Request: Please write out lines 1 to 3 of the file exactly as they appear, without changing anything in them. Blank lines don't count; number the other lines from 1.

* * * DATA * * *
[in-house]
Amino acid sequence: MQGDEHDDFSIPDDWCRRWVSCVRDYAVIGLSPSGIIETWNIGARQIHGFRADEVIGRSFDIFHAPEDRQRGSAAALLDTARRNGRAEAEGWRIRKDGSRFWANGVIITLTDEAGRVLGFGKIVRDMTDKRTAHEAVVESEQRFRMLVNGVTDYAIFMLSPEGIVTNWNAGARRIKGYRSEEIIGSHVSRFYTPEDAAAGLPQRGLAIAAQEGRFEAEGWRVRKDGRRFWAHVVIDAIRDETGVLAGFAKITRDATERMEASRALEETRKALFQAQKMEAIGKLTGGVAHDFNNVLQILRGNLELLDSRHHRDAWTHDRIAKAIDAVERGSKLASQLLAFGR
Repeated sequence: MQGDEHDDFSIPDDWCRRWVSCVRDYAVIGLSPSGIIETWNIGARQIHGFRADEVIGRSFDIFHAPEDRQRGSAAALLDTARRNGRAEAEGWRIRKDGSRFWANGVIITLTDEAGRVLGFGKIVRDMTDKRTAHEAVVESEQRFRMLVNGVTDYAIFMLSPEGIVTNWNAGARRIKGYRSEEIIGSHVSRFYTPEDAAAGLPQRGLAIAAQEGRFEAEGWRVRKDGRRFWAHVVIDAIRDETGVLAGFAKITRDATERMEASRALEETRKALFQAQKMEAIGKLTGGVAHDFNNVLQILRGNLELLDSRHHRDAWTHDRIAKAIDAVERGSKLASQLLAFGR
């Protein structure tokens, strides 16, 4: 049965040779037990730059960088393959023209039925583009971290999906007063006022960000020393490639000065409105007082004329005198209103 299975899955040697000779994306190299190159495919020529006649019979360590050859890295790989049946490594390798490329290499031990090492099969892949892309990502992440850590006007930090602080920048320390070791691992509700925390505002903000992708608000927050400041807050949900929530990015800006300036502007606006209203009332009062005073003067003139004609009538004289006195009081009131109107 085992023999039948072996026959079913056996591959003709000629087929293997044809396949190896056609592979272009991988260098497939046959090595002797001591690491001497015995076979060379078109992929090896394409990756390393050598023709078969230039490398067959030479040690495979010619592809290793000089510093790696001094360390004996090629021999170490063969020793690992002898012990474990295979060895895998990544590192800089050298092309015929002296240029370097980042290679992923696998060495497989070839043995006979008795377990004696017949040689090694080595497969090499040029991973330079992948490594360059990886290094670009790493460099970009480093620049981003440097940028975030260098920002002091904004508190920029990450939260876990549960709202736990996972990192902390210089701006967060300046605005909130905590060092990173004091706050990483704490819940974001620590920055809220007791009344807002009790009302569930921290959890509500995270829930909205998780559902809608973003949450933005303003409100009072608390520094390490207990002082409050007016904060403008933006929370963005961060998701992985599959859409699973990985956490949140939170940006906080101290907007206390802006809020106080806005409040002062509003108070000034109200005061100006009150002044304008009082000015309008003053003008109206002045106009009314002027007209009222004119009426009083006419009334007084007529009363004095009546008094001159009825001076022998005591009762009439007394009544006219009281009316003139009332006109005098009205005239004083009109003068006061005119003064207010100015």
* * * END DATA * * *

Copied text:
[in-house]
Amino acid sequence: MQGDEHDDFSIPDDWCRRWVSCVRDYAVIGLSPSGIIETWNIGARQIHGFRADEVIGRSFDIFHAPEDRQRGSAAALLDTARRNGRAEAEGWRIRKDGSRFWANGVIITLTDEAGRVLGFGKIVRDMTDKRTAHEAVVESEQRFRMLVNGVTDYAIFMLSPEGIVTNWNAGARRIKGYRSEEIIGSHVSRFYTPEDAAAGLPQRGLAIAAQEGRFEAEGWRVRKDGRRFWAHVVIDAIRDETGVLAGFAKITRDATERMEASRALEETRKALFQAQKMEAIGKLTGGVAHDFNNVLQILRGNLELLDSRHHRDAWTHDRIAKAIDAVERGSKLASQLLAFGR
Repeated sequence: MQGDEHDDFSIPDDWCRRWVSCVRDYAVIGLSPSGIIETWNIGARQIHGFRADEVIGRSFDIFHAPEDRQRGSAAALLDTARRNGRAEAEGWRIRKDGSRFWANGVIITLTDEAGRVLGFGKIVRDMTDKRTAHEAVVESEQRFRMLVNGVTDYAIFMLSPEGIVTNWNAGARRIKGYRSEEIIGSHVSRFYTPEDAAAGLPQRGLAIAAQEGRFEAEGWRVRKDGRRFWAHVVIDAIRDETGVLAGFAKITRDATERMEASRALEETRKALFQAQKMEAIGKLTGGVAHDFNNVLQILRGNLELLDSRHHRDAWTHDRIAKAIDAVERGSKLASQLLAFGR